State one advantage in making the centralized routers and network resources dwell in Area 0 while the Frame Relay cloud and the stub remote LANs reside in satellite stub areas.
| A12: || |
One advantage of this design is that any flooding of external LSAs is prevented from entering the Frame Relay network, because it is a stub network. This reduces the network overhead.
| 13: || |
How does creating a number of areas in OSPF reduce the number of SPF calculations?
| A13: || |
The number of SPF calculations is reduced because the size of the topology table is reduced. This lessens the likelihood of a change in the network and, thus, SPF calculations.
| 14: || |
How does a stub area differ from the backbone area?
| A14: || |
A stub area differs from the backbone area in that it does not propagate external routes into its area. The backbone is obliged to forward these LSAs to ensure connectivity throughout the network.
| 15: || |
How does a totally stubby area differ from a stub area?
| A15: || |
A totally stubby area differs from a stub area in that it propagates neither external routes nor summary routes from other areas. This is a Cisco solution to minimize the amount of CPU and memory required of the routers within the area. Connectivity is achieved by the use of default routes, which are advertised to the internal routers.
| 16: || |
State the different LSA types.
| A16: || |
The different LSA update types are as follows :
- - Router link Sent by the router, stating the links directly connected. These are flooded through the area. This update is identified by the type code Type 1.
- - Network link Sent by the DR, stating the links for the LAN for which it is the DR. These LSAs are flooded throughout the area. This update is identified by the type code Type 2.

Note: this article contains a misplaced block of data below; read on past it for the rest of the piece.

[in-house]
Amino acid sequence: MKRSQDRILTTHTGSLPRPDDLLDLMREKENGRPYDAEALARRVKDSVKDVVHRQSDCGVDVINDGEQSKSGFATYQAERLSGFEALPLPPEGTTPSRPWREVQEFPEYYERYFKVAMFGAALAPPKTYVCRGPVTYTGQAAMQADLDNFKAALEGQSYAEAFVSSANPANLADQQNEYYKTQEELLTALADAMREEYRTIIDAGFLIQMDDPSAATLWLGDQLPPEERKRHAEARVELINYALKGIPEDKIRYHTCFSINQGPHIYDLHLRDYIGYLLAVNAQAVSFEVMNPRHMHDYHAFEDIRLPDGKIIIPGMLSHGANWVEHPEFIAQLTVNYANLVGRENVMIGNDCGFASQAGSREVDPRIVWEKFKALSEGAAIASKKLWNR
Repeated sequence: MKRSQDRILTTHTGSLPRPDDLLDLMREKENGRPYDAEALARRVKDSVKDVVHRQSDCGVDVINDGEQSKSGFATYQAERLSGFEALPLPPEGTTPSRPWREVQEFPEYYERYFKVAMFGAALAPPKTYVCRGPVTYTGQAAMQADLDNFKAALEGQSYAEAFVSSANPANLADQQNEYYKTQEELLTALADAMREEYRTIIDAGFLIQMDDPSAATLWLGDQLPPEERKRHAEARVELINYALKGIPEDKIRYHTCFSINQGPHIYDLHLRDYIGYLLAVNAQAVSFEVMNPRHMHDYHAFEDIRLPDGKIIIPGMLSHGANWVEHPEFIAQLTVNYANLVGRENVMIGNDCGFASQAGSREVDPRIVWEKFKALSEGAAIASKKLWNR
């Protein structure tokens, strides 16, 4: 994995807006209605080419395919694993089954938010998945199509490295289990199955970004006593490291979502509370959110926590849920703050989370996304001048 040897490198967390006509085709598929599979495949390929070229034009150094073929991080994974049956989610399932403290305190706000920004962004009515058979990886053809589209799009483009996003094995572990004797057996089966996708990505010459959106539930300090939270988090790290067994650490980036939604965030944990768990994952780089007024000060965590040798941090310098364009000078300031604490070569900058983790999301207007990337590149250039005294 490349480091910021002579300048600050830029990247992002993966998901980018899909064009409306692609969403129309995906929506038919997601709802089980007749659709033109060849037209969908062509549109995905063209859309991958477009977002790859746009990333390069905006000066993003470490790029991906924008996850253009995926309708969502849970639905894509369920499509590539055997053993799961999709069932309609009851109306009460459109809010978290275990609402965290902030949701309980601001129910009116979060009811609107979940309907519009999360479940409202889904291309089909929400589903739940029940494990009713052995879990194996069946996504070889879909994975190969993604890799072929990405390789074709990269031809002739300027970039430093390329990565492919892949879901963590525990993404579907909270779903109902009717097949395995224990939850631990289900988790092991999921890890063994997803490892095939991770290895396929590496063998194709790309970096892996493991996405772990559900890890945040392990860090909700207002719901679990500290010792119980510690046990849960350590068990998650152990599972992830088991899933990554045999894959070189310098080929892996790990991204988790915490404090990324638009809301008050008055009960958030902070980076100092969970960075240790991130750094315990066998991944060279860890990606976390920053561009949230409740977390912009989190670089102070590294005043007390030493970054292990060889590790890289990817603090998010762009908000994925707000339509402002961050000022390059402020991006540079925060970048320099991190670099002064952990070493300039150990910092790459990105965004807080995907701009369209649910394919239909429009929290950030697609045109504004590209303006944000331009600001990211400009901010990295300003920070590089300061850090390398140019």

- - Summary link Sent by the ABR into the backbone. It states the IP subnets within the area that are to be advertised into other areas. This is where summarization would be configured. This update is identified by the type code Type 3.
- - Summary link (to an ASBR) Sent from an ABR to a router that connects to the outside world (ASBR). It contains the metric cost from the ABR to the ASBR. This update is identified by the type code Type 4.
- - External link Sent to the ASBRs to which the organization is directly connected. This update is identified by the type code Type 5.
- - The NSSA External LSA These LSAs are created by the ASBR residing in an NSSA. This LSA is similar to an autonomous system external LSA, except that this LSA is contained within the NSSA area and is not propagated into other areas.
| 17: || |
Where does the backbone router reside, and what is its function?
| A17: || |
OSPF has special restrictions when multiple areas are involved. If more than one area is configured, one of these areas must be Area 0. This is called the backbone. When designing networks, it is good practice to start with Area 0 and then expand into other areas later.
The backbone must be at the center of all other areasthat is, all areas must be physically connected to the backbone. The reasoning behind this is that OSPF expects all areas to inject routing information into the backbone; in turn, the backbone will disseminate that information into other areas.
| 18: || |
There are two types of summarization. What are they?
| A18: || |
The two types of summarization are as follows:
- - Interarea route summarization These routes are sent between areas. The ABR will summarize routes if the network within the area was designed using contiguous addresses, conforming to both a physical and a logical hierarchy.
- - External route summarization These are routes sent into OSPF from another routing protocol. This summarization also demands a hierarchical design using contiguous addresses. This is employed at the ASBR.
| 19: || |
For how many LANS does Cisco suggest a router should serve as a DR or a BDR?
| A19: || |
Cisco suggests that a router should be a DR or a BDR for only one LAN.
| 20: || |
Which router type creates LSA Types 3 and 4?
| A20: || |
The ABR creates the LSA Types 3 and 4.